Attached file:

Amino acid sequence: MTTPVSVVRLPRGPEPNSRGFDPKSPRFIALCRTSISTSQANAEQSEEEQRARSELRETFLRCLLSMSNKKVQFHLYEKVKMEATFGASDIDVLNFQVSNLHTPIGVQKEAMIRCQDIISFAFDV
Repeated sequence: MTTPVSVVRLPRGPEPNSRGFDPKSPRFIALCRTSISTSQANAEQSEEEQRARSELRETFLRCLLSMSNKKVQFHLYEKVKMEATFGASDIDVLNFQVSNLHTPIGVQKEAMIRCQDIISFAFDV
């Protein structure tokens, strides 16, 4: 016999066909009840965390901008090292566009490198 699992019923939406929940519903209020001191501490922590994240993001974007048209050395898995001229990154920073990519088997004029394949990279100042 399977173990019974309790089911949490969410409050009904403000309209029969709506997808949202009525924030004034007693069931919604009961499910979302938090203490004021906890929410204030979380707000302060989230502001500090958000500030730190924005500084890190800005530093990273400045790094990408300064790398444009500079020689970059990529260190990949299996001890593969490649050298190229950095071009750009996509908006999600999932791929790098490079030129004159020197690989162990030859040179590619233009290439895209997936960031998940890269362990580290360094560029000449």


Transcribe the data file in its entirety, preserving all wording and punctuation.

Amino acid sequence: MTTPVSVVRLPRGPEPNSRGFDPKSPRFIALCRTSISTSQANAEQSEEEQRARSELRETFLRCLLSMSNKKVQFHLYEKVKMEATFGASDIDVLNFQVSNLHTPIGVQKEAMIRCQDIISFAFDV
Repeated sequence: MTTPVSVVRLPRGPEPNSRGFDPKSPRFIALCRTSISTSQANAEQSEEEQRARSELRETFLRCLLSMSNKKVQFHLYEKVKMEATFGASDIDVLNFQVSNLHTPIGVQKEAMIRCQDIISFAFDV
């Protein structure tokens, strides 16, 4: 016999066909009840965390901008090292566009490198 699992019923939406929940519903209020001191501490922590994240993001974007048209050395898995001229990154920073990519088997004029394949990279100042 399977173990019974309790089911949490969410409050009904403000309209029969709506997808949202009525924030004034007693069931919604009961499910979302938090203490004021906890929410204030979380707000302060989230502001500090958000500030730190924005500084890190800005530093990273400045790094990408300064790398444009500079020689970059990529260190990949299996001890593969490649050298190229950095071009750009996509908006999600999932791929790098490079030129004159020197690989162990030859040179590619233009290439895209997936960031998940890269362990580290360094560029000449």